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Launching a WordPress Site 101 (Cincinnati WordPress, August 2015)

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This is the first of a two-part series covering common and best practices around launching a new WordPress site to your web host. While this first session is slightly more introductory, it still covers some of the more technical aspects of moving files and databases. Topics covered include:

• Determining what needs to be moved to your web host
• Prerequisites for migrating your site (tools, credentials)
• Differences between site files (themes, uploads) and content (database)
• Required changes if the domain name has changed

The discussion was concluded with a short demonstration.

While this is handy information for developers who build sites locally, the hope is that there is useful information for those who find themselves needing to move a site from one web host to another.

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Credits for slide graphics to Wilson Joseph, Noun Project

Published in: Technology
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Launching a WordPress Site 101 (Cincinnati WordPress, August 2015)

  1. 1. Launching a WordPress Site 101 Cincinnati WordPress - August 2015
 Andrew Duthie
  2. 2. Topics • Anatomy of a WordPress site • Hosting requirements • Tools • Moving content • Preparing to flip the switch • Demo
  3. 3. Site Anatomy
  4. 4. Site Anatomy The standard WordPress installation includes many files which interpret browser requests and load the appropriate files. Most importantly, the configuration file defines the settings WordPress should use to connect to a MySQL database. You can also define security and site settings. WordPress Core Configuration /wp-admin, /wp-includes /
  5. 5. Site Anatomy The theme directory contains the layout and styles for displaying your site. Each plugin adds unique behavior to your site. The plugin files describe the behavior, and additional customizations are typically stored as options in the database. Theme Plugins /wp-content/themes/twentyfifteen /wp-content/plugins/akismet
  6. 6. Site Anatomy Media files (images, videos, documents), including thumbnails, are stored here. The contents of your posts and pages aren’t stored in the WordPress site directory, but instead live in the MySQL database. Uploads Content /wp-content/uploads mysql://localhost:3306/database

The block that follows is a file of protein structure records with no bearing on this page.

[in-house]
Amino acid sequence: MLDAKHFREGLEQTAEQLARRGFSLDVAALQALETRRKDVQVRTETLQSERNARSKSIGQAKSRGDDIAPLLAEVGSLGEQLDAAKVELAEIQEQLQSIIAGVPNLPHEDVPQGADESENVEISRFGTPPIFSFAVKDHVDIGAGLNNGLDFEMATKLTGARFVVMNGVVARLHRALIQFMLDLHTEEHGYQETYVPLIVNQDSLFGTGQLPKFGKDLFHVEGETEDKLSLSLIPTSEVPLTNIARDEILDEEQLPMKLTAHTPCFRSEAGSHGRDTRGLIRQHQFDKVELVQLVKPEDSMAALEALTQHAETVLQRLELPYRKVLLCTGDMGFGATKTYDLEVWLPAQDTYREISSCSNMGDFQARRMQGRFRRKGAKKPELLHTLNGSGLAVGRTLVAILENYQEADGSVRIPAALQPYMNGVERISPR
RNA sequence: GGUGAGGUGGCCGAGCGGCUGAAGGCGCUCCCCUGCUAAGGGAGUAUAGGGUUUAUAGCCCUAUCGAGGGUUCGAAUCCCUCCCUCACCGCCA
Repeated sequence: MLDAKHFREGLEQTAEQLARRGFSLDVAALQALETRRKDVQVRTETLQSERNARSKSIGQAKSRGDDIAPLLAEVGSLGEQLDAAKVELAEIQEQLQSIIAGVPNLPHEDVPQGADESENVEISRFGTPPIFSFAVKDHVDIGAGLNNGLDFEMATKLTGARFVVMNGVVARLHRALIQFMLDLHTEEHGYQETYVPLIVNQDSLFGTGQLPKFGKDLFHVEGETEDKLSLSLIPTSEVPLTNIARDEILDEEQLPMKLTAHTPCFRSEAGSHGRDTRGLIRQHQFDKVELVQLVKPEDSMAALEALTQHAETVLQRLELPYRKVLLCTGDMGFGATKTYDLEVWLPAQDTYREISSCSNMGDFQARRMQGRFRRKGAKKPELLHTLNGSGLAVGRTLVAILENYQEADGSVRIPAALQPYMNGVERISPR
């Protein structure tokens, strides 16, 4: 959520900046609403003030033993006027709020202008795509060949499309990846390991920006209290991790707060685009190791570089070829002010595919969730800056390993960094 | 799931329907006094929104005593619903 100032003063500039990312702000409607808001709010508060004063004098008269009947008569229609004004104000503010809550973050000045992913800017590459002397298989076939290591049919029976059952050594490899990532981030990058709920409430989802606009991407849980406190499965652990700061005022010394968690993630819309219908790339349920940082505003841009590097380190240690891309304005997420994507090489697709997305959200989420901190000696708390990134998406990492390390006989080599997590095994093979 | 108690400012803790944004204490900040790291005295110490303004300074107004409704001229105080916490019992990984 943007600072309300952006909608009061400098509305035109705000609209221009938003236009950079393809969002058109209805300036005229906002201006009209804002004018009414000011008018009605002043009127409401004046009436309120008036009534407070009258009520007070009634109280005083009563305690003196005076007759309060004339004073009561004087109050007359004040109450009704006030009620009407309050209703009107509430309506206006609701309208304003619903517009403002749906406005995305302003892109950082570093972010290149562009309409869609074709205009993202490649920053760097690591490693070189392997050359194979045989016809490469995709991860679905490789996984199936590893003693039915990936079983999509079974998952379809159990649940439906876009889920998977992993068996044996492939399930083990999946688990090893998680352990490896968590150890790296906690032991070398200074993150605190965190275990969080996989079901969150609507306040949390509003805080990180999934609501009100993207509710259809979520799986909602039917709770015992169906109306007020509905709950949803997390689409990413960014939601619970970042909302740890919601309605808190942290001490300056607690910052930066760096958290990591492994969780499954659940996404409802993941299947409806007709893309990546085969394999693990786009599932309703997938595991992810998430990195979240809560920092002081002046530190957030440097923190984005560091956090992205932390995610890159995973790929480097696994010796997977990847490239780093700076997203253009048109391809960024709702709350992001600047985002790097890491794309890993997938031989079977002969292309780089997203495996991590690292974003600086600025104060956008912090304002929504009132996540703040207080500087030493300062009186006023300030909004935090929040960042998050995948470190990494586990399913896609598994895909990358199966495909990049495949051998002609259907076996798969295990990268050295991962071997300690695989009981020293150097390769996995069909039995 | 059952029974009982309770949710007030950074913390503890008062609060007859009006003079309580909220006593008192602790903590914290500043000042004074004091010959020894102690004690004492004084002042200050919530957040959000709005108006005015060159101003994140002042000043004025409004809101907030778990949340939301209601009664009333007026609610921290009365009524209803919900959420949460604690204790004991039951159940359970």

7. 7. Hosting requirements • PHP 5.2.4 or greater • MySQL 5.0 or greater • Usually Apache HTTP Server or nginx https://wordpress.org/about/requirements/
  8. 8. Tools A FTP (File Transfer Protocol) client enables you to move files between your computer and a remote hosting server. FTP Client • Always prefer SFTP (FTP over SSH) if offered by your host, since plain FTP can be insecure Cyberduck
 Mac OSX Filezilla
 Cross-platform
  9. 9. Tools A database client allows you to browse the content of your WordPress site. It usually provides export and import options to move your content from one place to another. Database Client Sequel Pro
 Mac OSX HeidiSQL
 Windows phpMyAdmin
 Web
  10. 10. Moving Files 1. Find or create user credentials for both FTP and database access. You may need to create a database if one doesn’t already exist 2. Move entire site from local directory to host • Or, download and move WordPress core, theme, plugins, and uploads 3. Export database contents as .sql “dump” using database client, then import to host database
  11. 11. Preparing your site Content stored in the database includes references to your site’s previous domain. If this has changed as a result of moving from a development site, or as a result of changing your domain, you’ll need to replace all occurrences in the database. This is also necessary for WordPress to recognize and use the new domain. Replace old URLs WP-CLI Search-Replace-DB wp search-replace 'http://example.dev' 'http://example.com'
  12. 12. Preparing your site If your site is hosted on a different server, you will need to update your domain records to correctly point to the new server. Update host records • Tip: You can also modify a “hosts” file on your local computer to test how your new server will respond to the domain before making the real change
  13. 13. Demo

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